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12 Then spoke Joshua to the Lord in the day when the Lord gave the Amorites over to the men of Israel; and he said in the sight of Israel,

“Sun, stand thou still at Gibeon,
and thou Moon in the valley of Ai′jalon.”
13 And the sun stood still, and the moon stayed,
until the nation took vengeance on their enemies.

Is this not written in the Book of Jashar? The sun stayed in the midst of heaven, and did not hasten to go down for about a whole day. 14 There has been no day like it before or since, when the Lord hearkened to the voice of a man; for the Lord fought for Israel.[a]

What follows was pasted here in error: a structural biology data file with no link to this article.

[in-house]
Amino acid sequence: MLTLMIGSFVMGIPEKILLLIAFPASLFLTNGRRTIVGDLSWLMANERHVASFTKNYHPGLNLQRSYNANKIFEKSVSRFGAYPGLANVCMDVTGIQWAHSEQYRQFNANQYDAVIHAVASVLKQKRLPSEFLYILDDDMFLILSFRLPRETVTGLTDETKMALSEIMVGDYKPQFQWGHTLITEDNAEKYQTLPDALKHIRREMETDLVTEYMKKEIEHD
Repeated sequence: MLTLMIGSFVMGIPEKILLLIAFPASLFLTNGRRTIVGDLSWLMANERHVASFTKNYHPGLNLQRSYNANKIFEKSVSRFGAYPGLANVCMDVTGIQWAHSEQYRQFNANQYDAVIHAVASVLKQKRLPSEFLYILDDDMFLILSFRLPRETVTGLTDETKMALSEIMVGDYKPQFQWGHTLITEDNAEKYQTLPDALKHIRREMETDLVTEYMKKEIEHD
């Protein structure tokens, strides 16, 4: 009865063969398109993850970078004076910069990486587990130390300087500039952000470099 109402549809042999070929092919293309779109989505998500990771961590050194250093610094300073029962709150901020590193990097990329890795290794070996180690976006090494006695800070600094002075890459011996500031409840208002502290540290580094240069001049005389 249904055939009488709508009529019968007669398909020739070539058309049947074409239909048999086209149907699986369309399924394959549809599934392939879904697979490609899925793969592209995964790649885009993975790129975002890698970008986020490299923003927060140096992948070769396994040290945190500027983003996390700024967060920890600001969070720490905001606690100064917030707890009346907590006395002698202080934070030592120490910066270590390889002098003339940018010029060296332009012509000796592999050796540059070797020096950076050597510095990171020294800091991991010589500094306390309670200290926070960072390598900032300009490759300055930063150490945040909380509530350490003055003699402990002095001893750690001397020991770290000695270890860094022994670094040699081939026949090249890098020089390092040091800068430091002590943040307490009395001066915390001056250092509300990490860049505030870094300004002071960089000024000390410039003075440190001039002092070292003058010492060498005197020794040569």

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Footnotes

  1. 10.12-14 Joshua’s apostrophe to the sun occurs in a fragment quoted from an old collection of epic material, and the quotation goes on beyond verse 12. This would make a literal interpretation of this event undesirable. It appears from the narrative that a great storm occurred at the same time as the attack and powerfully helped toward the Israelite victory (verse 11). It is this sign of divine aid that is so graphically apostrophized in the following poetic fragment (verses 12-13).

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